What bothers me perhaps the most about why we find ourselves here today is the thinly veiled—if veiled at all—hyperpartisanship behind the contempt motion filed by the member for Cambridge. It has been said in this House, and I will say it again for the record, that members from both opposition parties made it clear, both in this House and in correspondence to the energy minister, that they opposed both the Mississauga and the Oakville gas plants. That sounds like consensus to me. I caution the opposition from accusing us of actions for partisan gain. We all know that the reason we are here today isn’t really about the relocation of the power plant, and it isn’t really about the cost to move it. What we are doing in this House today does not in any way benefit Ontarians or save them money.

The honourable member from Mississauga South told this House last week that his community was concerned about the particulate matter in the airshed. When the community came together to voice their concerns, the government of the day listened. In fact, in 2000 the Ministry of the Environment commissioned a Clarkson airshed study. These are from his report, and I found it very good information the other day. Results from that study were released between 2006 and 2008 and confirmed that the airshed was stressed.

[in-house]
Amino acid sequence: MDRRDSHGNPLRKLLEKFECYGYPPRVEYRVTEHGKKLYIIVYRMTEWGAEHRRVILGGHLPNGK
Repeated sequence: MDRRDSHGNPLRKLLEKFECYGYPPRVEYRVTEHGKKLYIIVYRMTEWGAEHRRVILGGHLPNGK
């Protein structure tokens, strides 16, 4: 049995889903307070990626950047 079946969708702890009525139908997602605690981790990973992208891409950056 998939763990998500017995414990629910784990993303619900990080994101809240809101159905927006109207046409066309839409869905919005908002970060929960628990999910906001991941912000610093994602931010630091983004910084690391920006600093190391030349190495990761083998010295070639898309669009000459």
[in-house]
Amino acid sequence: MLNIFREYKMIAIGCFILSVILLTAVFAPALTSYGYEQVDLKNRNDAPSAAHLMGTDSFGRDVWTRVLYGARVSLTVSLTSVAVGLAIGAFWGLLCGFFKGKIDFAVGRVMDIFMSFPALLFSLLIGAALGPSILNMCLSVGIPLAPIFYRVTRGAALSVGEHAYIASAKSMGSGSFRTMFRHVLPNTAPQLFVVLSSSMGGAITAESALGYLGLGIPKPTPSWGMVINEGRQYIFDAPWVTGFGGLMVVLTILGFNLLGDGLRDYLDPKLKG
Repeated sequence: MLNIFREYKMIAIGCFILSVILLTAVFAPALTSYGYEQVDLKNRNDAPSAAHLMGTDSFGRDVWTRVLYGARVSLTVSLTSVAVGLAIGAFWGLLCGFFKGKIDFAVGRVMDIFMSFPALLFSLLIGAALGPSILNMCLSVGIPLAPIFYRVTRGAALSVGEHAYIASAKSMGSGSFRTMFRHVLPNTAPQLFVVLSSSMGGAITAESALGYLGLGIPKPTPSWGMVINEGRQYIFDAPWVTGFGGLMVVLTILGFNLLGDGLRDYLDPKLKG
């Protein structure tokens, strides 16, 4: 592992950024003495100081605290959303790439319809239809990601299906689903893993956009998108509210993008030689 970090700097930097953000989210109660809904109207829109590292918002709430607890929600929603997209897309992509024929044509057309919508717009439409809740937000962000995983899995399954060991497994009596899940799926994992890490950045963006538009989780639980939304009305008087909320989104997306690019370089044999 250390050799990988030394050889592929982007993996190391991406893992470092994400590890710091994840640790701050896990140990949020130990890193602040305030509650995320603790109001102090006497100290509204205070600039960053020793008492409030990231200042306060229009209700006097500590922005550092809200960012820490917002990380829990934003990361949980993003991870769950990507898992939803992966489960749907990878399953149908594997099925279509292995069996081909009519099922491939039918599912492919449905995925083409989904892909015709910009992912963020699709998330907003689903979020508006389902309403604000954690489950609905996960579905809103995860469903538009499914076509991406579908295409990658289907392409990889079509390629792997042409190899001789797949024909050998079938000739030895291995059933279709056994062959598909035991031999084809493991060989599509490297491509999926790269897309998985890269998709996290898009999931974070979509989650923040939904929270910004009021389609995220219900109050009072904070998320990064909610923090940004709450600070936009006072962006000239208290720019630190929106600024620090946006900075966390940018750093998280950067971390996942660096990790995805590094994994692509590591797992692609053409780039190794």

The community took the next step. They gave of their own volunteer time to participate in the Clarkson airshed advisory committee. They pushed for a task force to examine the problems and provide the solutions.

Our government listened and formed the Southwest GTA Air Quality Task Force, under the leadership of Dr. David Balsillie, in 2009. They produced a report to the Minister of the Environment in 2010. The report made it clear that the local airshed was already stressed. It noted the need to think about the cumulative impact of multiple emitters. It reinforced local concerns about introducing new emitters to the airshed. This led the community to become the site for a new pilot project that would help model a national air quality management system.

Torontonians have supported getting out of coal and Torontonians have been very much involved with air quality and the closing of the coal-fired plants, so this was very important to them.